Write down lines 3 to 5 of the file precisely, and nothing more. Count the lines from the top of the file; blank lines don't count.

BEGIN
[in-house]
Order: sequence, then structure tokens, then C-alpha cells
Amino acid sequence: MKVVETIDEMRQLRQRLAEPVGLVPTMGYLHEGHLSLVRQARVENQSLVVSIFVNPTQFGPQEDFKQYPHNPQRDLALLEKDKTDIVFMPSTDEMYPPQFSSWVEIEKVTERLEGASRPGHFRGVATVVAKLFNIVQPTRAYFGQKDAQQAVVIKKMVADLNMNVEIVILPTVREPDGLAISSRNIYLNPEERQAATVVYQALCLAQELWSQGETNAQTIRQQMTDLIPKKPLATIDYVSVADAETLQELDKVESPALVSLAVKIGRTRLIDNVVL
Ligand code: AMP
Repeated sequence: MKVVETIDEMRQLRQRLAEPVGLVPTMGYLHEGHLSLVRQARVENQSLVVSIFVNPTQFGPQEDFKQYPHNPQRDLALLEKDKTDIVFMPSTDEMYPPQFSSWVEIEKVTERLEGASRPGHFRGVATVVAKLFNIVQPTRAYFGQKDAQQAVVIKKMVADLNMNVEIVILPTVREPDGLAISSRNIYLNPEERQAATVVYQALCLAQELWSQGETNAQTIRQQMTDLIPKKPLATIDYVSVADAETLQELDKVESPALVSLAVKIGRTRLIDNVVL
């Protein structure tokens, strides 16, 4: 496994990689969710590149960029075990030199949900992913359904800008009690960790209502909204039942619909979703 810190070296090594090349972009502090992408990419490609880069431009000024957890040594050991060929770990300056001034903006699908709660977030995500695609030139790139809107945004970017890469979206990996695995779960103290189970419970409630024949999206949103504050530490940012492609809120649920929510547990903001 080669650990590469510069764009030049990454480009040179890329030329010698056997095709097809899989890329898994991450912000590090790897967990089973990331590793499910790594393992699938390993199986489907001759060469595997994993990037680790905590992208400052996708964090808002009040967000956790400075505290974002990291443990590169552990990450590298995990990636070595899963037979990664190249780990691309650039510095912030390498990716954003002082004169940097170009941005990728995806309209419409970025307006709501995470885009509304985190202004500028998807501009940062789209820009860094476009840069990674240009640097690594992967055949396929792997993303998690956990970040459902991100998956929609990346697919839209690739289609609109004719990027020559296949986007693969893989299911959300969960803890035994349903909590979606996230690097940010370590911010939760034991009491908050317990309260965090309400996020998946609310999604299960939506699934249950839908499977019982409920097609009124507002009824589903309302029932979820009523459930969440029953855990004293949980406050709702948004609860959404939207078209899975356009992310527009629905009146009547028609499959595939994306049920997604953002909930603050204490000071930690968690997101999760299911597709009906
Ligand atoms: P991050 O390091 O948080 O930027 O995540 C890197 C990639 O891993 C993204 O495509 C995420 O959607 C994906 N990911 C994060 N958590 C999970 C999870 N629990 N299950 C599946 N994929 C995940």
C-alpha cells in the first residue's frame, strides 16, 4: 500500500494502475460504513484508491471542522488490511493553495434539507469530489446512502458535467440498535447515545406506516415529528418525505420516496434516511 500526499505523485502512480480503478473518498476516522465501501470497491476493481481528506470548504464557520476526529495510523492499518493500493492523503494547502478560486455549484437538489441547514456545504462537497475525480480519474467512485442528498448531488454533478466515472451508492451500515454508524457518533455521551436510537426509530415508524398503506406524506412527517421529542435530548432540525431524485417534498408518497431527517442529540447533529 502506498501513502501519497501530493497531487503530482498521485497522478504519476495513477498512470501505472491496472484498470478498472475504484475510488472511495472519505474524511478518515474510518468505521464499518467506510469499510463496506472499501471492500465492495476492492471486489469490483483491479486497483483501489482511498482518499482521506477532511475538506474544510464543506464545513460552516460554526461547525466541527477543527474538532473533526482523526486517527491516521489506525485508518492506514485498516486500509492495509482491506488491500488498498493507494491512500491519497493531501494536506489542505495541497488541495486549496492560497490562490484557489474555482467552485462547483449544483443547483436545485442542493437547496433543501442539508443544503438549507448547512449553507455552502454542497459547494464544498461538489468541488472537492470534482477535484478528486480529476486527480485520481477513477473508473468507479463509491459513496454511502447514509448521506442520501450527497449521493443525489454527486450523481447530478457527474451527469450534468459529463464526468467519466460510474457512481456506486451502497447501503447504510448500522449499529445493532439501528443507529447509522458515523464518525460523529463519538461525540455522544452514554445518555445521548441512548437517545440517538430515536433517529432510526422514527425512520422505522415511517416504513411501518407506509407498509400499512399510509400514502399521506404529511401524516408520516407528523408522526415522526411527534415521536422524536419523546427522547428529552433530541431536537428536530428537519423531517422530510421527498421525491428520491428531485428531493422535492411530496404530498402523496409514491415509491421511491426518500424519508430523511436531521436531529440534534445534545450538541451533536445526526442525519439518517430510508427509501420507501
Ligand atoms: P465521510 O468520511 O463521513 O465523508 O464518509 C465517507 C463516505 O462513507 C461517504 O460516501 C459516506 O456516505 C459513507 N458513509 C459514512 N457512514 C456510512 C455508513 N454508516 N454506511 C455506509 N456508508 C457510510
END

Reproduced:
Amino acid sequence: MKVVETIDEMRQLRQRLAEPVGLVPTMGYLHEGHLSLVRQARVENQSLVVSIFVNPTQFGPQEDFKQYPHNPQRDLALLEKDKTDIVFMPSTDEMYPPQFSSWVEIEKVTERLEGASRPGHFRGVATVVAKLFNIVQPTRAYFGQKDAQQAVVIKKMVADLNMNVEIVILPTVREPDGLAISSRNIYLNPEERQAATVVYQALCLAQELWSQGETNAQTIRQQMTDLIPKKPLATIDYVSVADAETLQELDKVESPALVSLAVKIGRTRLIDNVVL
Ligand code: AMP
Repeated sequence: MKVVETIDEMRQLRQRLAEPVGLVPTMGYLHEGHLSLVRQARVENQSLVVSIFVNPTQFGPQEDFKQYPHNPQRDLALLEKDKTDIVFMPSTDEMYPPQFSSWVEIEKVTERLEGASRPGHFRGVATVVAKLFNIVQPTRAYFGQKDAQQAVVIKKMVADLNMNVEIVILPTVREPDGLAISSRNIYLNPEERQAATVVYQALCLAQELWSQGETNAQTIRQQMTDLIPKKPLATIDYVSVADAETLQELDKVESPALVSLAVKIGRTRLIDNVVL